TNF–Alpha Blockers and Autoimmune Conditions
Tens of millions of Americans have autoimmune conditions, including rheumatiod arthritis, ulcerative colitis, psoriatic arthritis, ankylosing spondylitis, Crohn's disease, and others. If your doctor diagnoses you with an autoimmune condition, they may prescribe a medication from a class of drugs called "TNF–alpha antagonists."
You may need to have some diagnostic testing before you begin taking TNF–alpha blockers, including a test for tuberculosis (TB). Many people can have it in latent form with no symptoms at all and no idea they have it. It is important to be tested for TB before you start taking any medication that might allow TB to become an active disease.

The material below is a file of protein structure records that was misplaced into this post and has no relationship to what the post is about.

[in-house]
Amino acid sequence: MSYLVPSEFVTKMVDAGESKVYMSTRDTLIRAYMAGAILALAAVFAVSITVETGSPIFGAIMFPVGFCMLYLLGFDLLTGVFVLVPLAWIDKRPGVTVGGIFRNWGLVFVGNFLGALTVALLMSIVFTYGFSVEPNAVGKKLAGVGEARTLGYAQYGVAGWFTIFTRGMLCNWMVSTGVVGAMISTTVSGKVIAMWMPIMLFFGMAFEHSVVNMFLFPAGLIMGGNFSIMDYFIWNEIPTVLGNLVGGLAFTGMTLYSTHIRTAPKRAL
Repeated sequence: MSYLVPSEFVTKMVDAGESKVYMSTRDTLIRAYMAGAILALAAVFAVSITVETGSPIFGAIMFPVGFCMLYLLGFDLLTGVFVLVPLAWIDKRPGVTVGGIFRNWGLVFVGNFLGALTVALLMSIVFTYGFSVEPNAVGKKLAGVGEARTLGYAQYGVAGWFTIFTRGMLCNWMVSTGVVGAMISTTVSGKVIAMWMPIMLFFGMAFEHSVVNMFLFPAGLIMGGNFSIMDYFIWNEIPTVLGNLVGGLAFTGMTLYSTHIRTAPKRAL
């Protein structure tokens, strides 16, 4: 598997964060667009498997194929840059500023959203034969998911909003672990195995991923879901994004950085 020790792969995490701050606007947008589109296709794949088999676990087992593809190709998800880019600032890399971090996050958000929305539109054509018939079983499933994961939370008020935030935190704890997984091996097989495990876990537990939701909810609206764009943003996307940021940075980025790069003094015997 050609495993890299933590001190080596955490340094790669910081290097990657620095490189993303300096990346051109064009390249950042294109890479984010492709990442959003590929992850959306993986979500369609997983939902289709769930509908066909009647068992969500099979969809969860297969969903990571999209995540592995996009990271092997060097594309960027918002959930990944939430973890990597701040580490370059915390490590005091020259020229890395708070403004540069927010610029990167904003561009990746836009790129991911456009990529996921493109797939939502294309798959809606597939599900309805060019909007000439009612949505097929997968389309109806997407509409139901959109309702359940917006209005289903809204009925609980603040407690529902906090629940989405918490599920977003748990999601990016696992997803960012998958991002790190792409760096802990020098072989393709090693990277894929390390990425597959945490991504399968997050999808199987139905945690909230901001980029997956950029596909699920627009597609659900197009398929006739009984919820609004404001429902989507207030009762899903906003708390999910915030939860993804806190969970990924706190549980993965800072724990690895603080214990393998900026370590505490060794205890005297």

TB is a bacterial infection that usually is treated with multiple antibiotics. Once the TB is fully treated, your physician may start your prescription for medicine for your autoimmune condition. But TB is not the only infection risk. Some medications used for autoimmune disorders can increase the risk of other types of infection, as well.
If you have an autoimmune disorder that causes medical problems with your skin or joints, your physician may prescribe medication that lessens the immune system reaction, however, making it easier for the body to get infections. While taking TNF–alpha blockers can manage your autoimmune disorder, it can also increase your infection risk.